Where to see it?

- Tudung Kasethan Lanna (Lanna Meditation Sanctuary), which is at the back of Chiang Mai Mae Jo University.

- Along the banks of Mae Ping River.

Who is it for?

Yi Peng festival attracts thousands of visitors every year. This is perfect for either solo, couple, family, group, or best friends.

When to visit?

Lantern Festival takes place on the full moon of the 12th month in the Thai lunar calendar, thus the exact date of the festival changes every year but it usually falls in November. If you need more information, please feel free to contact our Thailand travel experts. If you want to witness in person the breathtaking view of a thousand stars twinkling both in the sky and in the river, our Lantern Festival Thailand is specially designed to fulfill your dream.

2.  Hoi An Lantern Festival, Vietnam

Lantern Festival is another reason among many ones that the UNESCO old town bewitches the rest of the world coming for a visit. If you make a wish before releasing a lantern, it is believed to come true.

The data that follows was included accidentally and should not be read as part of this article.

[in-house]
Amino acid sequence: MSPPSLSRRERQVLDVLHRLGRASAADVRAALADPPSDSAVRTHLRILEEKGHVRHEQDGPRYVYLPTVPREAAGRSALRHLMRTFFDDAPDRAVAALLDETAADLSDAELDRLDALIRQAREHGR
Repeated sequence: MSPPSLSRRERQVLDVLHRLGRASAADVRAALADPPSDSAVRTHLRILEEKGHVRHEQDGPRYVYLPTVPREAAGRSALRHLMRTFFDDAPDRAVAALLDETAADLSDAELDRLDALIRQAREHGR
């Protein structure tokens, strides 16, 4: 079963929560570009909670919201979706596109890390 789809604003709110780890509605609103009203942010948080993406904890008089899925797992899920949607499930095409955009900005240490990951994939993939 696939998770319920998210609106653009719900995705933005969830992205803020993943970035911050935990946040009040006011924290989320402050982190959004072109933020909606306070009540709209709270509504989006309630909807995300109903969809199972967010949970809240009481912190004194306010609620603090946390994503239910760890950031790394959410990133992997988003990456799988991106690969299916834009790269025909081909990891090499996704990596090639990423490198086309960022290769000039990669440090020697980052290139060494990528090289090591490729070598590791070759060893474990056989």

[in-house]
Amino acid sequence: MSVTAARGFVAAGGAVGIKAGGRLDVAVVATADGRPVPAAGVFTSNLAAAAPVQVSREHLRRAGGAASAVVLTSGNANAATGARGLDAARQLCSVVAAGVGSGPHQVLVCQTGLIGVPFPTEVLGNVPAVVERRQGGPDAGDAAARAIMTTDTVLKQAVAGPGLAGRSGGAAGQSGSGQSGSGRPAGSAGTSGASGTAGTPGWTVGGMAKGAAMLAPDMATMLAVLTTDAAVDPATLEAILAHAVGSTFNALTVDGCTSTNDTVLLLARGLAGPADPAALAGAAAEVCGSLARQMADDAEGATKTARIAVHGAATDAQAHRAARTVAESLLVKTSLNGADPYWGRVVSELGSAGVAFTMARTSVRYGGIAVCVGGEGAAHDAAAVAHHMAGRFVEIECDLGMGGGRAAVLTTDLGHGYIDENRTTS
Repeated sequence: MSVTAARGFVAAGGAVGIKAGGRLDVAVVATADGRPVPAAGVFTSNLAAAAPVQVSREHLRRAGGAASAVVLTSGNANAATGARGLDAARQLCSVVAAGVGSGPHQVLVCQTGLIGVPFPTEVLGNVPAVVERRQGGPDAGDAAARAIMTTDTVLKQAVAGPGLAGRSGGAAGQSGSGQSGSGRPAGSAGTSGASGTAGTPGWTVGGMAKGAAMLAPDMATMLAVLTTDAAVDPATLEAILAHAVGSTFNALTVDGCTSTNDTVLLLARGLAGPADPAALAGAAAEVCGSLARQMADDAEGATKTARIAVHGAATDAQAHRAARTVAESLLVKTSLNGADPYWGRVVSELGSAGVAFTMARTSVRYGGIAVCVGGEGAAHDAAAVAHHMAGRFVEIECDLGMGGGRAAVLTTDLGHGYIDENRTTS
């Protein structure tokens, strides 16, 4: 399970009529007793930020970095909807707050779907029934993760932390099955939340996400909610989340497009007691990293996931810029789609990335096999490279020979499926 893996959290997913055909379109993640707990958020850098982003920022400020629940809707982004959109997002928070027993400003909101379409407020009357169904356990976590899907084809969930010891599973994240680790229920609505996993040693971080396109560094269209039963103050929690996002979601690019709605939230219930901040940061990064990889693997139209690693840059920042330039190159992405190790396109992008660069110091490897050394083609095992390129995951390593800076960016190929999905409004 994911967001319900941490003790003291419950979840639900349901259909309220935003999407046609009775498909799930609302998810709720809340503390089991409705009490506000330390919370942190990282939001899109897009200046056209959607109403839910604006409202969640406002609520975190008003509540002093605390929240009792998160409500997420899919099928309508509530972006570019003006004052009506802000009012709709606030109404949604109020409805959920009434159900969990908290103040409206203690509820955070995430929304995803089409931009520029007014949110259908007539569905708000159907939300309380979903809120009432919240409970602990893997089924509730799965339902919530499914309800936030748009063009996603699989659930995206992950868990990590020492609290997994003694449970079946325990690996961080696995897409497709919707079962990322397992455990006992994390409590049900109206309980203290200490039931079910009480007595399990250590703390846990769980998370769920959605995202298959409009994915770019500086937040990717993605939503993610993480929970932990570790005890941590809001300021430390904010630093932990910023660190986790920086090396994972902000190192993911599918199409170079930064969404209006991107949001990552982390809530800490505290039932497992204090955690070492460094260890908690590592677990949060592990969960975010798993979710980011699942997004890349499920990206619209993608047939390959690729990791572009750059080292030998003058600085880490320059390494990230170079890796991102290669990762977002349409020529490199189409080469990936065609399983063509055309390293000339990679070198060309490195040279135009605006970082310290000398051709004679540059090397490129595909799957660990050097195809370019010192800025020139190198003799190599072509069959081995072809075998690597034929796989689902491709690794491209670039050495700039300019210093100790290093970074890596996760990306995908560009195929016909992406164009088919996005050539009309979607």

Silk lanterns are hanging in front of boutique shops' doors

How is it celebrated?

Every full moon Hoi An offers a free show of lights and colors to visitors from all over the world. The town is lighted up with colorful silk lanterns in all shapes when the night falls down. Local and shop owners hang their lanterns over their front doors, windows, and patios. People burn incense and make an outdoor offering to the family ancestor with fruits, flowers, and candles. The whole old town is immersed in a charming ambiance of glittering colors and the fragrant smell of incense. On the bank of the Hoai River, lotus flower-shaped paper lanterns are sold at the price of only 5,000VND. The seller will help you to light its tiny candle, and as you release it into the river, make a wish for one thing you want in life and wait for it to come true. For more interesting, you can cruise downstream on a boat to past the twinkling town. Your soul will be melted when you admire hundreds of brightly lanterns floating on the water from the distance before one by one disappears into the darkness of night.